In Afghanistan, however, the police doesn’t care about what you are doing on the wall (graffiti), it is everyone else who has an issue with your work on the streets. People who have not been civilised enough are the ones who try to create problems (sic). For example, the girl Farkhundah who didn’t do anything to harm anyone, was killed and burned on the streets of Kabul by uncivilised and uneducated people. [Editor's note: Farkhunda Malikzada was a 27-year-old Muslim woman, killed by a mob in Kabul, after being falsely accused of burning a Quran. The incident was filmed by spectators.] You can be a victim. Even if later you are found not guilty of the crime, it doesn’t matter since you are dead by then.

In Afghanistan, people who are still stuck in the past and haven’t updated their thinking are the biggest problem for me. The second obstacle that I face while working is the suicide attacks. But this is something that everyone faces, and is not specific to me.

It is very difficult to change people’s minds, they have had their old rotten ideas for decades and it is impossible to change them in a couple of years. I cannot change everyone with my art, but art can change people’s mind and then people can change society positively.

What are the influences on your approach, style and aesthetic as an artist?

My working style has evolved slowly and gradually. The elements seen in my works are added one by one and did not appear all together suddenly. For example, the musical instruments that portrays women’s voices, bubbles, bats, they slowly got added to my work.

After a while, a composition was created of all these elements that now can be seen in my works.

Who are the contemporary artists in Afghanistan whose work you admire?

We have a lot of contemporary artists in Afghanistan and I respect each and every one of them dearly.

Hamed Hassanzadah is one of those artists that I admire and (he) has a lot to say through his works. His general knowledge regarding modern arts is fascinating and his works are pretty unique.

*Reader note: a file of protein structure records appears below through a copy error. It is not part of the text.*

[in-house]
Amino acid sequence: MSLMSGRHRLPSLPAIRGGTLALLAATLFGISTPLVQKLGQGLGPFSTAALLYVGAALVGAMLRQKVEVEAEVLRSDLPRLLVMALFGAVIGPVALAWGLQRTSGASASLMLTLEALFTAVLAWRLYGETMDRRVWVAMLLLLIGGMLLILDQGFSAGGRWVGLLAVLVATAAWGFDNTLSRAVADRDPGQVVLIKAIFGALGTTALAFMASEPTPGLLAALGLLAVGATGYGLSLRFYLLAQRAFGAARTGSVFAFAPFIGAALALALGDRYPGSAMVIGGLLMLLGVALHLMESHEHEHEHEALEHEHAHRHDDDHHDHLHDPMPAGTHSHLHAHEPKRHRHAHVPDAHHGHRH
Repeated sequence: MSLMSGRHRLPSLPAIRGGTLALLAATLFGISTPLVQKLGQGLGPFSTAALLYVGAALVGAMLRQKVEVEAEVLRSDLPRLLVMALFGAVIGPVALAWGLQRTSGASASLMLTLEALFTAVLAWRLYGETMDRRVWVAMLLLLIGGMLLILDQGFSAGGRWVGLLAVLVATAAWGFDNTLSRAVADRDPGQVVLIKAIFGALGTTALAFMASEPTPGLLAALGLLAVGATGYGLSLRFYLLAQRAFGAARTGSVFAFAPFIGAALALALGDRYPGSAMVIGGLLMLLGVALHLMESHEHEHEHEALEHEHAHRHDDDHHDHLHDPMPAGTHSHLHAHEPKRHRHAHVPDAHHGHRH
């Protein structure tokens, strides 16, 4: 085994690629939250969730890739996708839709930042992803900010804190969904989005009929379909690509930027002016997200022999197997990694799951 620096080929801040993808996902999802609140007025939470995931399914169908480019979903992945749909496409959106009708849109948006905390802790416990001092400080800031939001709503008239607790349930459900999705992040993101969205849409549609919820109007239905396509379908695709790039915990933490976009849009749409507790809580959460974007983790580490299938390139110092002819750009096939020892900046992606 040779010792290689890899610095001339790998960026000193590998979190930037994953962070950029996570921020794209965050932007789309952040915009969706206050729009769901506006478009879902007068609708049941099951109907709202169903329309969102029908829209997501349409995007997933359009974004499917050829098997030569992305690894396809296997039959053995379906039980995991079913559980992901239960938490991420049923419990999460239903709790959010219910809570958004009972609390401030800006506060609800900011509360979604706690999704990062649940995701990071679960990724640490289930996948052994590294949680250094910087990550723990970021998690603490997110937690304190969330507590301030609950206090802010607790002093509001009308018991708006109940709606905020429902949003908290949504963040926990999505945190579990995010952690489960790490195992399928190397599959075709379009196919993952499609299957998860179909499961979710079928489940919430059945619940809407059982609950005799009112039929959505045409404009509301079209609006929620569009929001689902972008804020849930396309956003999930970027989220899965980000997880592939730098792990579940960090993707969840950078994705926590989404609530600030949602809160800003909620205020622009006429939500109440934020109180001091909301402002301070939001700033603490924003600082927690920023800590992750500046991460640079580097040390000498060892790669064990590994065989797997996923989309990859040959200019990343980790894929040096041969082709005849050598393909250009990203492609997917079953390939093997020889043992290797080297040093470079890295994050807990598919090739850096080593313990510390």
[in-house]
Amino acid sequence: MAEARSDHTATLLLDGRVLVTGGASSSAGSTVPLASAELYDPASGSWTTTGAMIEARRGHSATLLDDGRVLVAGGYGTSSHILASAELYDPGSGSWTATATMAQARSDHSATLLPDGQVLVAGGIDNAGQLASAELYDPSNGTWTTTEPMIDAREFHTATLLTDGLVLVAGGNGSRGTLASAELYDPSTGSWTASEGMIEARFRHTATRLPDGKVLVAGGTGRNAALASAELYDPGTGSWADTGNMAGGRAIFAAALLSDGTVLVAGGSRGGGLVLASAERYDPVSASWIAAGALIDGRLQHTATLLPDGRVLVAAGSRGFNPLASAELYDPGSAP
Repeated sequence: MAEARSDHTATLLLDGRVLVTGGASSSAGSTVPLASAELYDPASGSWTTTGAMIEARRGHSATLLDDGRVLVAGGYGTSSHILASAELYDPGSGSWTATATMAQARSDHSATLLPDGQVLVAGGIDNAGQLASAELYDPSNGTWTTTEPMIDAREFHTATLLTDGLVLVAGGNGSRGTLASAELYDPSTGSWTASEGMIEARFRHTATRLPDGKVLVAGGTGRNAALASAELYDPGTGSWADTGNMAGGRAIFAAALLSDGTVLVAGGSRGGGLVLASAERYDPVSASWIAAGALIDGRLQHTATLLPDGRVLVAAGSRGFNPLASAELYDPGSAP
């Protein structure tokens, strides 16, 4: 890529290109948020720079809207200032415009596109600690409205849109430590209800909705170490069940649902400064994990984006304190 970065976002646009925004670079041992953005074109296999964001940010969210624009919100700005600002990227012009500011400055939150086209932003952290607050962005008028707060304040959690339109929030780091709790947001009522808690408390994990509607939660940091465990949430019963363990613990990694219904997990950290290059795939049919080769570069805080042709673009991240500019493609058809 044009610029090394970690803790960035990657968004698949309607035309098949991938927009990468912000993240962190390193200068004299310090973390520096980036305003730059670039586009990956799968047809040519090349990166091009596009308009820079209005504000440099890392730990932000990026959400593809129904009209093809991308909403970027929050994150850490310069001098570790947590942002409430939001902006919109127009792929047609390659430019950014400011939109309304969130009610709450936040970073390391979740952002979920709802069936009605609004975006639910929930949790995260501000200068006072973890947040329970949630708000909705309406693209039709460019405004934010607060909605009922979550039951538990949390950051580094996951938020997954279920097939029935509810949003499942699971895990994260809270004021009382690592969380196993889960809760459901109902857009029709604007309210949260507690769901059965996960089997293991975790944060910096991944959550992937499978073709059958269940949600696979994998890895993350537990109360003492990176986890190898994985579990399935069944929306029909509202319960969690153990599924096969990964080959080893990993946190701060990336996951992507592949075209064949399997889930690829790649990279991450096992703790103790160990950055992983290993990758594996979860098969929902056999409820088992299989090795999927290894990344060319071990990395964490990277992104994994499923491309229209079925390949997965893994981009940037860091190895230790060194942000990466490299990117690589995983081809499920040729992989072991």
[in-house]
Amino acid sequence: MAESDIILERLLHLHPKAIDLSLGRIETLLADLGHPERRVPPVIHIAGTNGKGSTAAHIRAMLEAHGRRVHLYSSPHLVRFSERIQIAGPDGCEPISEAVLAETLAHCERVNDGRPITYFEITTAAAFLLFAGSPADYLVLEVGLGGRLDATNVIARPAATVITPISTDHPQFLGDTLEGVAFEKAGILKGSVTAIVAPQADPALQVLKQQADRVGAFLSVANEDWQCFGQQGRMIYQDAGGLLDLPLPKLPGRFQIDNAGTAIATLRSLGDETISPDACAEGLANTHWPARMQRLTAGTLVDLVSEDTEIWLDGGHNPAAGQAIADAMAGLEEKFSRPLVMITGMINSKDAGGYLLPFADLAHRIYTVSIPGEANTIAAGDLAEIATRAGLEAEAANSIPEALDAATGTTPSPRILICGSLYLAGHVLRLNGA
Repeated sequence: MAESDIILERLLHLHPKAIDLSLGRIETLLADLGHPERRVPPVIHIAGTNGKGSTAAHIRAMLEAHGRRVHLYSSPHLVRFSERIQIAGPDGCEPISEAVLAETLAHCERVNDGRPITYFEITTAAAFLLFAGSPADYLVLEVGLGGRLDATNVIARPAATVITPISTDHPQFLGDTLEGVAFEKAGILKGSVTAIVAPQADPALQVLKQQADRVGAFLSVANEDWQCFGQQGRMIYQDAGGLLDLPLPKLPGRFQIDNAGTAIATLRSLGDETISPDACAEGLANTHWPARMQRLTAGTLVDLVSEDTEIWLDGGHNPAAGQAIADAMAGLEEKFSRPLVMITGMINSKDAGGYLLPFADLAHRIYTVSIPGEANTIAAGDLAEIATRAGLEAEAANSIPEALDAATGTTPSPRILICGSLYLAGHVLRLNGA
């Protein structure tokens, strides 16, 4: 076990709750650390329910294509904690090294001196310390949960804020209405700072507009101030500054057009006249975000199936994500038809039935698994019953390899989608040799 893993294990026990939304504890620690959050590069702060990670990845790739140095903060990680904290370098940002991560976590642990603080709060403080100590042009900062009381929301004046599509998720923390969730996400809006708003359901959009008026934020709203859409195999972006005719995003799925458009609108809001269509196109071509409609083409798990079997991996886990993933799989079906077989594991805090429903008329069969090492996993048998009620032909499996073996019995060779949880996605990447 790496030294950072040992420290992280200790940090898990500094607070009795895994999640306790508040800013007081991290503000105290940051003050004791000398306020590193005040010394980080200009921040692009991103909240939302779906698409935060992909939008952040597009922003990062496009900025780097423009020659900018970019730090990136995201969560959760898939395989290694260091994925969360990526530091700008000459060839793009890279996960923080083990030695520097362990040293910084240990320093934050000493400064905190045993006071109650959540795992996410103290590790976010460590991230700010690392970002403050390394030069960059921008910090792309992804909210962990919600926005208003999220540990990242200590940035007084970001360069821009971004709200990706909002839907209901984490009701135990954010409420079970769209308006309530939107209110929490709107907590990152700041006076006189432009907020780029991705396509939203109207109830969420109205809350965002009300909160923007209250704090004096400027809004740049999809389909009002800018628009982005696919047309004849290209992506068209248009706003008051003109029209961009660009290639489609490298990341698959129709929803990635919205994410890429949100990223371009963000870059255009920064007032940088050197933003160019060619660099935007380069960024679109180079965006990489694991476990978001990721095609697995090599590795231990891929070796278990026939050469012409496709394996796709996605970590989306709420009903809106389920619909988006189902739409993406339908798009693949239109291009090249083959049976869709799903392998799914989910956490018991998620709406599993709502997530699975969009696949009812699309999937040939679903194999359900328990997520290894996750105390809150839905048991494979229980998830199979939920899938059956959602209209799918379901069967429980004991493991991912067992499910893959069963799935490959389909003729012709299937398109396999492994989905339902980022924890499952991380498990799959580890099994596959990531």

What are the unique problems or concerns of artists in your country? Do you see common themes reflected across the works of your peers?

It all depends on the form of every artist’s artwork. For example, the artists who do calligraphy and miniature are appreciated a lot by society as people are used to the work and also it has an Islamic form. Artists who draw natural scenery are also appreciated in society and welcomed by the people. Those who draw portraits are not much appreciated as it is not a form allowed in Islam and people do not approve of their work much. All these artists work in their indoor studios, where there is no danger facing them.

Artists who work outside their safe zone (home, office, and indoor studio) are taking a lot of risk in doing so. Artists who work indoors usually sell their work and can take care of their expenses; those who work outdoors on (the) walls and streets are not supported by society. Street artists have a different goal in their minds, as their works are not purchased and they cannot even take care of their art expenses.

Could you tell us a little about how art and artists survived the Taliban years?

I was not in Afghanistan during the reign of Taliban. I have heard from lecturers and professors at Faculty of Fine Arts that during Taliban years there was scenery painting, calligraphy, and Islamic designs on mosques that were popular amongst people.

Other art forms were not even allowed during Taliban years. When I got back to Kabul from Iran, I went to the National Gallery of Afghanistan and saw a box filled with ripped paintings. I asked the staff at the National Gallery what this meant, and they responded: “These are the old historic paintings of Afghanistan that included faces (portraits) and these were torn by the Taliban.”

Please tell us a little about any project or series you are currently working on. How do you continue to balance your artistic work with your teaching work at the university?

My final series of works — Birds of No Nation — is about my people who have lost their identity, who migrate to different countries, leave their own homes, and search for peace. I want to show the world the situation of migrants, those who have fled their countries...

Currently, I am working on my Identity Series, which is about people who have left their homes and countries in search of a better life.